"Jon …"

There was a faint but undeniably weary hiss of steam.

"Ooh! Another cactus. Aaaaannnnddd a BIG cactus!"

There was another hiss of steam, this time a decidedly irritated one.

"Oh, for cryin' out lou –"

"Cactus and a BIRD!"

The Spine sighed inwardly. The journey home from Wyoming was, he could tell, going to be a tough one. Especially since this stretch of the Mojave Desert was full of cacti. And the odd bird or three. He looked at The Jon, peering with wonder out of the window of their old touring bus and greeting each cactus they passed like a long-lost friend … and had been doing so for the past two hours. The Spine had to smile inwardly, even as his younger brother was driving him and the rest of the band into dark thoughts of rapid robot disassembly with a pickaxe. The Spine secretly envied Jon his sense of wonder. It was their youngest robot who kept him sane sometimes, when The Spine's circuits decided to throw the odd spark of horror into his dreams at night. The Jon had a way of driving the hooglies away with a gentle laugh and a knowing brotherly hug.

"Cactus! Cactus … cactus, cactus … bird! JACKALOPE!" This was followed by a cackling giggle and a decisive hat-wobble.

But right now, The Spine thought, the pickaxe solution looked mighty appealing.

"The Jon – don't make me come back there!" Steve grumbled, curled up in the front passenger seat, head now scrunched under an old purple pillow he'd sneaked from Michael who was taking his turn at the wheel.

"Huh?" The Jon stopped his observations for a second. But only a second. "Hey Sam! CACTUS!"

Sam didn't hear a word. He was sound asleep in his seat. The Spine was pretty sure Sam could sleep through an earthquake.

"Jackalopes, huh, b-b-buddy?"

The Spine twisted around in his seat at the words. Behind him the oldest robot member of their band was stretched out on the back seat, arms crossed and hat tipped forward over his optics. A glimmer of blue and green shone dimly from beneath the brim.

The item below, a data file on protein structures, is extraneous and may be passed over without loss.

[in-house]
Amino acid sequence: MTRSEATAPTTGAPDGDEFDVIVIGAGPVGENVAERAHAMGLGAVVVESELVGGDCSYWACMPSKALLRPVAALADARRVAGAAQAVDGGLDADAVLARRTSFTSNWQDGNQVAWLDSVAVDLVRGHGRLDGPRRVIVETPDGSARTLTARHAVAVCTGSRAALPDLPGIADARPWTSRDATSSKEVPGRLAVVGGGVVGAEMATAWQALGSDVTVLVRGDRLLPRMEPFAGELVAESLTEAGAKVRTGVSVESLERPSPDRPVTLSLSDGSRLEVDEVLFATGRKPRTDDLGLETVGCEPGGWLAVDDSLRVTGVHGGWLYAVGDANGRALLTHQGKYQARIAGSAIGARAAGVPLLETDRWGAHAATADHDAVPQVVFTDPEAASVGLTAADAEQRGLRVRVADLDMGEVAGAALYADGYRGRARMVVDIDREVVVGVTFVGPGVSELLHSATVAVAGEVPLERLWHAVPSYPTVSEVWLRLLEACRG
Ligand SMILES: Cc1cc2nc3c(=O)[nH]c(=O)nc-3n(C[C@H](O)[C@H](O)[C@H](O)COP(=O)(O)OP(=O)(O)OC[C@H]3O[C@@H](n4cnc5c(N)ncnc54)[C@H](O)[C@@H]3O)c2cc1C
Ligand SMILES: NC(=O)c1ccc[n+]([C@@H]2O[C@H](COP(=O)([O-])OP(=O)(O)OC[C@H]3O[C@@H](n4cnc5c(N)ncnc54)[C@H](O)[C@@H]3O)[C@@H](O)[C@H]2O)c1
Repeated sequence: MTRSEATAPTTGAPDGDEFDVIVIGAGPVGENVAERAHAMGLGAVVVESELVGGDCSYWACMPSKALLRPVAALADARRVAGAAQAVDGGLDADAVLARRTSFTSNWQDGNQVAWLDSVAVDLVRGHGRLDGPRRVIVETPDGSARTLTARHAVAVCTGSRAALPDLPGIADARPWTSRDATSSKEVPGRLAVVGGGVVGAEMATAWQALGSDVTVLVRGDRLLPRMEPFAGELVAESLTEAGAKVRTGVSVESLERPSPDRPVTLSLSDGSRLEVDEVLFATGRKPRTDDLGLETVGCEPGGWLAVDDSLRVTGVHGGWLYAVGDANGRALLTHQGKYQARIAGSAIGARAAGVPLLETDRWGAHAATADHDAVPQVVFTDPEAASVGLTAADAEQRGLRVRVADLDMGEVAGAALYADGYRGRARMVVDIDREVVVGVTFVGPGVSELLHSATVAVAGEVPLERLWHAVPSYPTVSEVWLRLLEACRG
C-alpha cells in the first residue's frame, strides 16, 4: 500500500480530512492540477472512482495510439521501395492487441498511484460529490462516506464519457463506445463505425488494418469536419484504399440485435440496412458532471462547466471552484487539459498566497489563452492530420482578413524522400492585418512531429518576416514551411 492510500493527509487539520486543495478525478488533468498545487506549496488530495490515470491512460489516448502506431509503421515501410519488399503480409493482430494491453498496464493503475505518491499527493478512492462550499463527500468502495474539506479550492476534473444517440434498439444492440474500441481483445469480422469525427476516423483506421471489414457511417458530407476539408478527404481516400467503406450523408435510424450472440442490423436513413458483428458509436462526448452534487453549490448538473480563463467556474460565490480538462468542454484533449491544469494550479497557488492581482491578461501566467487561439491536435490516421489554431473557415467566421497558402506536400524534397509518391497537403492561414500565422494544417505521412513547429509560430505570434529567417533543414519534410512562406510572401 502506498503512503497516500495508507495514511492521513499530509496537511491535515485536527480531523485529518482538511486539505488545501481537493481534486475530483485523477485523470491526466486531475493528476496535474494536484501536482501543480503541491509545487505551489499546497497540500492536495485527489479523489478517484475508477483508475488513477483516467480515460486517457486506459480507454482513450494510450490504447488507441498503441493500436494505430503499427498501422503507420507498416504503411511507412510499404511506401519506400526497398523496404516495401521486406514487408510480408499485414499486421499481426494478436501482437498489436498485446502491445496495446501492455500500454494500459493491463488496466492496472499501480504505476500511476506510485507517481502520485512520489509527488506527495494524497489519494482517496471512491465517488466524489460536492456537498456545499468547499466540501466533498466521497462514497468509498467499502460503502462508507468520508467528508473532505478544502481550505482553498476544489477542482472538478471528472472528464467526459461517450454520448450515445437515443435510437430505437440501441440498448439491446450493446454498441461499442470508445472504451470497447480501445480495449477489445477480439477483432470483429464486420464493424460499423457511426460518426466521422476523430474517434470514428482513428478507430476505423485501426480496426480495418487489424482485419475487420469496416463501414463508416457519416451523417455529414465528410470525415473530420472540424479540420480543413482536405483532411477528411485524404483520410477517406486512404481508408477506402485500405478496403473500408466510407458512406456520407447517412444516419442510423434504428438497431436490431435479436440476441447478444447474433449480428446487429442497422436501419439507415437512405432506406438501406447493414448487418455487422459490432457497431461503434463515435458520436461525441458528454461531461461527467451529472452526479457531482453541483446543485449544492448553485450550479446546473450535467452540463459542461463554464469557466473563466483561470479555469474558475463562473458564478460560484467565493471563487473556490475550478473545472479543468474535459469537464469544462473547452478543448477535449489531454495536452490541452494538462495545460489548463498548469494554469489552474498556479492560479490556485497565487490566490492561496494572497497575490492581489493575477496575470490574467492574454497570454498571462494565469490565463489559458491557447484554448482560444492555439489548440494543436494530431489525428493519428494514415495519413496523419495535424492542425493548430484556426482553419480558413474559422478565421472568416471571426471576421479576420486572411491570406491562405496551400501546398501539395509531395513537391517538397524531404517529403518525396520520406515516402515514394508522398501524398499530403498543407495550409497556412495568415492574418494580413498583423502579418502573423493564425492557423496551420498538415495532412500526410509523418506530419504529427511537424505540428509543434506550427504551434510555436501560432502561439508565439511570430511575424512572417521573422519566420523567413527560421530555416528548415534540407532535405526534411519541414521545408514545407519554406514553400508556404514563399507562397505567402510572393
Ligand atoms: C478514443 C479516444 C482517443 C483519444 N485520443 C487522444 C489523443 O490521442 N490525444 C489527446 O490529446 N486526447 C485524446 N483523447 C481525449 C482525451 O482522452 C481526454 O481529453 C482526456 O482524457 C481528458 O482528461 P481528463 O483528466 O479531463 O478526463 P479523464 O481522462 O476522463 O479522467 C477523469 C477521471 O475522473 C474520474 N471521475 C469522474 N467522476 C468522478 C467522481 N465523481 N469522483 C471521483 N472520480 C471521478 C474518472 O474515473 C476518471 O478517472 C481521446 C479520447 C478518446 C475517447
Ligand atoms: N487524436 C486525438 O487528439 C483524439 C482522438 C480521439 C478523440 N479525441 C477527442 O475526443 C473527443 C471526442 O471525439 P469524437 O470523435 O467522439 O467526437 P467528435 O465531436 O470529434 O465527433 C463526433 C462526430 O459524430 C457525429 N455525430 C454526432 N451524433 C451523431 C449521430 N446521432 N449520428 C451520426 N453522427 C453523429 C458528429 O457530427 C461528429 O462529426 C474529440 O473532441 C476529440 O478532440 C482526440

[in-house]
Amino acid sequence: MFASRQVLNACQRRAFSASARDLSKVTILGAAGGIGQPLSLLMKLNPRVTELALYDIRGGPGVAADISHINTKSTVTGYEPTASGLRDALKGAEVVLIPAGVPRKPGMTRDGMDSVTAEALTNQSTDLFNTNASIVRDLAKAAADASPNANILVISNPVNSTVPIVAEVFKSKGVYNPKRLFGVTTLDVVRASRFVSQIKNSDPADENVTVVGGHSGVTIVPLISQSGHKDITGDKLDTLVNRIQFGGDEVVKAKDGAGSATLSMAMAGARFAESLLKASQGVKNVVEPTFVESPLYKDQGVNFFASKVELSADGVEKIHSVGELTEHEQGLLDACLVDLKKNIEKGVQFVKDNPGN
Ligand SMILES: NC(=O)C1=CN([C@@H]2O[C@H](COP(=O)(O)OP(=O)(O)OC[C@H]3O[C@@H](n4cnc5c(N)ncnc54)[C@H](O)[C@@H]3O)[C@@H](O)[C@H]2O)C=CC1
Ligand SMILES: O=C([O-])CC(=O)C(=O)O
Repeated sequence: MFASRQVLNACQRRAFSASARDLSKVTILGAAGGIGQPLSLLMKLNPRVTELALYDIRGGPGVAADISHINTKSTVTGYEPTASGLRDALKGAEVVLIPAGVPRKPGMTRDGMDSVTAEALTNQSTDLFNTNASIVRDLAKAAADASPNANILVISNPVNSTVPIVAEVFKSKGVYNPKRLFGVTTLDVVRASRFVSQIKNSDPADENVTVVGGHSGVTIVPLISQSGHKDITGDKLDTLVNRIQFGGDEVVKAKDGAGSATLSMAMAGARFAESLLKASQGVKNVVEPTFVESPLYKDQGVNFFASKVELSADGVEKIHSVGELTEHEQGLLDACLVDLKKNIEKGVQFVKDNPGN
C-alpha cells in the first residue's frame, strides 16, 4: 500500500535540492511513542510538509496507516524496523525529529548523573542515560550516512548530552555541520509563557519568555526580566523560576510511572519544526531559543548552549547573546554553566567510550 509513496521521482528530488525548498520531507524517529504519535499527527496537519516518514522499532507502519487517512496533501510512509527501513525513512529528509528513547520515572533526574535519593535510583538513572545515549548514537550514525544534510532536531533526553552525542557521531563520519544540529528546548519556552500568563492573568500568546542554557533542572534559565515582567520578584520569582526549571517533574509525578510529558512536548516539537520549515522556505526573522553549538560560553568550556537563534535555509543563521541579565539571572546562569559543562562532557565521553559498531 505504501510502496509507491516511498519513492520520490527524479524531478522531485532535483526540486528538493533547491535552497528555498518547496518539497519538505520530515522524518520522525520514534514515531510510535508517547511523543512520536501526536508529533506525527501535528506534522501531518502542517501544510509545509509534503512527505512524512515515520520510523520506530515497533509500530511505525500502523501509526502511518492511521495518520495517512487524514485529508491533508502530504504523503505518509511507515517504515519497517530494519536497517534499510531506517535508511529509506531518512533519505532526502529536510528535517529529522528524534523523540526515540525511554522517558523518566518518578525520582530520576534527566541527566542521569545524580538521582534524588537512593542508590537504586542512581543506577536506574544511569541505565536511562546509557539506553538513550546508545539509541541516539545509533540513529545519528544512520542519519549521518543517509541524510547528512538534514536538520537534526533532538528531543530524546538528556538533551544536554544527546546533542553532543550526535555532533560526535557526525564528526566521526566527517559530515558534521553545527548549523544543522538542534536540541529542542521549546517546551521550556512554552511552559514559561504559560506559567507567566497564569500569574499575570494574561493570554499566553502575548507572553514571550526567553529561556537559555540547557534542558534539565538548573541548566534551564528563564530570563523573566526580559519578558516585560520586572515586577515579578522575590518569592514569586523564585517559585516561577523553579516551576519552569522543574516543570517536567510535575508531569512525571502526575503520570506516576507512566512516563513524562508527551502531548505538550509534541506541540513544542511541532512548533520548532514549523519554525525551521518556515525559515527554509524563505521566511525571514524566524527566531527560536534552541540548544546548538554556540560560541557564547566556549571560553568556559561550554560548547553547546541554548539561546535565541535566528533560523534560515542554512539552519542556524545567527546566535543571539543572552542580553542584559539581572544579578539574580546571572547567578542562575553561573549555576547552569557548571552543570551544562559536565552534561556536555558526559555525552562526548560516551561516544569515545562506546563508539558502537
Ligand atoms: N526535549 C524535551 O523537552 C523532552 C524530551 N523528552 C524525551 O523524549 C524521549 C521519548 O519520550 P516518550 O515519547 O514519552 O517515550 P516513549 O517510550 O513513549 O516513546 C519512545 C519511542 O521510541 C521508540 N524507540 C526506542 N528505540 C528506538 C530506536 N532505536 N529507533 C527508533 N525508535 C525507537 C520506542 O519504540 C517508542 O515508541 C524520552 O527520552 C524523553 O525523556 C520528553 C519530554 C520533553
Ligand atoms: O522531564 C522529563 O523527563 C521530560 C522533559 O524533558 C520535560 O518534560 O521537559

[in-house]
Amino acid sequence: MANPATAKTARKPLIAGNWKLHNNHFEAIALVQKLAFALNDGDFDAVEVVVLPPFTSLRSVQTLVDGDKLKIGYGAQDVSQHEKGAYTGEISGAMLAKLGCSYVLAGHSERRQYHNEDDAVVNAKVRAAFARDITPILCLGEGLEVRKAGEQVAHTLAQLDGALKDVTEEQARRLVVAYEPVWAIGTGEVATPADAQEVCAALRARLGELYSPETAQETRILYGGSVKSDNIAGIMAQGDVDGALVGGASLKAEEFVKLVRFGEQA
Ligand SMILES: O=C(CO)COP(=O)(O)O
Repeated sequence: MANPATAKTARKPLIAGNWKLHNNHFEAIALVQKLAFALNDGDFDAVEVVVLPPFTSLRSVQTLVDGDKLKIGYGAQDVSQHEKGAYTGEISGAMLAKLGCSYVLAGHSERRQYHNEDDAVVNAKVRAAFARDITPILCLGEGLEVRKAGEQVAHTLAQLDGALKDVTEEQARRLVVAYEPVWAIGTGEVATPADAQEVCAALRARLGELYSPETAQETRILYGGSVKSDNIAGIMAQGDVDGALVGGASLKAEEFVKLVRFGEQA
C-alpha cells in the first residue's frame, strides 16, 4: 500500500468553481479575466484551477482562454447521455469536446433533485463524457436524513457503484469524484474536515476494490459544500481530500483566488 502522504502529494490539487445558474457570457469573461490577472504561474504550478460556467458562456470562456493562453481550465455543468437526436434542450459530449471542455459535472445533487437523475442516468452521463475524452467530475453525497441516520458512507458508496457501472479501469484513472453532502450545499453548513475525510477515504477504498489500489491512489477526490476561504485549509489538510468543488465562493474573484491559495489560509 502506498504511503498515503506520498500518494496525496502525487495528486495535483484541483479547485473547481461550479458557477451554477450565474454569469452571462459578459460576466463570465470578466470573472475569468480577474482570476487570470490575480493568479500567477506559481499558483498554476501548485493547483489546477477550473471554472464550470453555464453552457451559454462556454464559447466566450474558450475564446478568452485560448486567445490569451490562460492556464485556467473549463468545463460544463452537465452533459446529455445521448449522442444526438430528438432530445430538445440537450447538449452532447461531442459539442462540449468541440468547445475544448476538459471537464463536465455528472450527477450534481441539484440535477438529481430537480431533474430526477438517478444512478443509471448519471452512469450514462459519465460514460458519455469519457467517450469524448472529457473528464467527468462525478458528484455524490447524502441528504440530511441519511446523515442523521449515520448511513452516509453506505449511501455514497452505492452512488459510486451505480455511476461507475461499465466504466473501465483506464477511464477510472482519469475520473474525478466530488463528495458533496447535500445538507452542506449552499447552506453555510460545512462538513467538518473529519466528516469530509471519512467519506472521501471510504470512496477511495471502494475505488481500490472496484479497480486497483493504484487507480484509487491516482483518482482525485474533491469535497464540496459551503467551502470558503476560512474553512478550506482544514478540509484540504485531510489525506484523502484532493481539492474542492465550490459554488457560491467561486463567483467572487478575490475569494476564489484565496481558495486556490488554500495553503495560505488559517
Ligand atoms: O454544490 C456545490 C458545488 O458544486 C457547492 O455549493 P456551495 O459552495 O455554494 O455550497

"Cactapusses, Rabbit!" The Jon squirmed from his seat and flung himself down to sit on the bus floor beside Rabbit. "And a jackalope! It wasn't yodelling though." The Jon's blue-on-blue photo-receptors carried just a hint of puzzlement. "It looked kinda dead."

"Cacti." The Spine muttered.

"Say whaaat?"

"Cacti. Plural of cactus. No such word as cactapusses," The Spine reiterated patiently.

"Ahhh," replied The Jon, The Spine knowing full well that his little brother would take not one whit of notice. They were cactapusses, and always would be cactapusses. He sighed and turned to Rabbit.

"And you. You're supposed to be powered down, Rabbit. You need to get some rest." He raised a stern eyebrow, something he had worked hard to perfect in his 116 years of existence.

Rabbit caught the brim of his hat and pushed it back to reveal the wry, ever-so-slightly-manic grin that he used to disarm people who were trying to get him to do something he didn't want to do. Rabbit had stubbornness down to a fine art. Well, at least he thought he did.

"N-n-n-n-ahh … I'm just fine, The Spine." His smile became a tad more manic. "Hey – that rhymed! Waddya know!" He wriggled his fingers to make his point. The grin widened.